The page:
Okay, so we all know we need blood flow around our body to survive; that part's not rocket science by any stretch. But have you stopped to consider the impact of your day-to-day levels of mental stress on your physical health? We've all heard that "stress" is the culprit behind so many diseases and ailments... but have you stopped to reflect on why?

Once upon a time, humans were meant to feel the sudden, acute onset of panic (that body-drenching chemical cocktail of fight-or-flight hormones) at the sight of wooly mammoths or grizzly bears. In those days, it was good for us to feel that whole-body alarm go off to motivate an immediate thought-overriding response to just stay alive. But these days, despite markedly fewer mammoths in our lives, the perception of threat has remained at an all-time high: bosses, deadlines, promotions, getting engaged yet remaining autonomous, having babies and still leaning at the boardroom table. We've slowly, systematically, learned to perceive everything around us as a threat (despite them being inherently benign).

Perception. Interpretation. Response.

We've learned to perceive our boss, a deadline, or our children as stressors - we interpret these as threats to our sense of safety (the most deeply-rooted need we all carry as sentient humans), and our body responds with a cascade of stress hormones that increase our lung capacity, accelerate our heart rate, and send our blood pressure through the roof preparing us to fight or flee. It then takes time for the body to recognize the danger "isn't real" and work its way back to a balanced state.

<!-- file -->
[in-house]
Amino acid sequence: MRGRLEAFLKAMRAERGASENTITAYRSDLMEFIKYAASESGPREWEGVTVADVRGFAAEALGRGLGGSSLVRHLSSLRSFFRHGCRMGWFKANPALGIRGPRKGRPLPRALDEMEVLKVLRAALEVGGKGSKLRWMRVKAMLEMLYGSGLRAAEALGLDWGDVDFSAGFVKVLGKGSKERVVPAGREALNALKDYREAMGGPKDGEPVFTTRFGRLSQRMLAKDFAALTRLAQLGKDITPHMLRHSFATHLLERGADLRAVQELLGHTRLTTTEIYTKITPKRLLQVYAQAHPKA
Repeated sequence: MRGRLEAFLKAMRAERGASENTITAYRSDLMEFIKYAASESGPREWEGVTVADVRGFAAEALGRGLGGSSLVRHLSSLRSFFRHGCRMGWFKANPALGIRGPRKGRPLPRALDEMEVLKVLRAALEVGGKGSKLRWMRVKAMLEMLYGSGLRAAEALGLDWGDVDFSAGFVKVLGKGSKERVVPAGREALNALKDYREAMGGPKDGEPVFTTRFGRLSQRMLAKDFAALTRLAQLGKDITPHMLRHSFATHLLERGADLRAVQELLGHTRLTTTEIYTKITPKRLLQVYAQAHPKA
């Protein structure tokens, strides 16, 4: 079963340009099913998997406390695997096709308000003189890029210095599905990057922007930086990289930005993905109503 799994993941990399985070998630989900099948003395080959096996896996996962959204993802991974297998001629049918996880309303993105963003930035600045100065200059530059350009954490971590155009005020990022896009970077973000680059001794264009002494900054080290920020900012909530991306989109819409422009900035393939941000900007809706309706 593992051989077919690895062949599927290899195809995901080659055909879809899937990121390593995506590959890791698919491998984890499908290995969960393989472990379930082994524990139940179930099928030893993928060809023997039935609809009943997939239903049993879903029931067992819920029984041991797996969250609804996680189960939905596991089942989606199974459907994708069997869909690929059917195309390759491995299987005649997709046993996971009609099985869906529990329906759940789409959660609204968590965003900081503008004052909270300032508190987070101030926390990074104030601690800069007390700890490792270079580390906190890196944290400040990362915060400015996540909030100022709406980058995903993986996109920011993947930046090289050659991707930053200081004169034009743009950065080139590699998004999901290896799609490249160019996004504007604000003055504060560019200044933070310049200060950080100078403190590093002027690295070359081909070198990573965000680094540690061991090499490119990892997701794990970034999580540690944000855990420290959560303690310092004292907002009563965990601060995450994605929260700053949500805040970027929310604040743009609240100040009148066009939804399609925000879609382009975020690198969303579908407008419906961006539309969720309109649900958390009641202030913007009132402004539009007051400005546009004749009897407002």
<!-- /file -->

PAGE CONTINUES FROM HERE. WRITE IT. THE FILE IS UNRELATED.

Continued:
This means we 'get stressed', causing oxygenated + nutrient-dense blood to flow to our limbs (the ones that'll 'fight or flee'), and in this moving away life-giving oxygen and nutrition from our brain and core (where they're needed most). Because we don't often end up physically fighting or fleeing a deadline or scathing text message, these bursts of danger chemicals need to get reabsorbed somewhere else in the body and with them the limbic imprints of the memories they caused become part of our story. While our body is coming down from the reeling high of mammoth-sized 'threats', our mind is learning that everything and everyone is unsafe. The truth is that a work deadline won't actually ever tear us limb from limb... but our brains don't know that... and we're allowing them to respond as if they do.

Animals are one step ahead of us and 'shake off' life threats to discharge the energy of the traumatic event. But not humans. We store that sh*t. And our voluntary exposure to our life's perceived threats goes far beyond what animals would ever choose for themselves.

Social media alone slathers us daily in graphic images of people, just like us, living their "best lives": doing more, being more, having more traveling more. Constantly more, more, more. Bigger houses. Fancier cars. Luxurious getaways. Older wines. We glorify busy like it's some badge of honour and openly allow comparison to steal away our joy - when beneath the surface we're all struggling to breathe. LIKES have replaced wellness, hashtags have replaced authentic truth.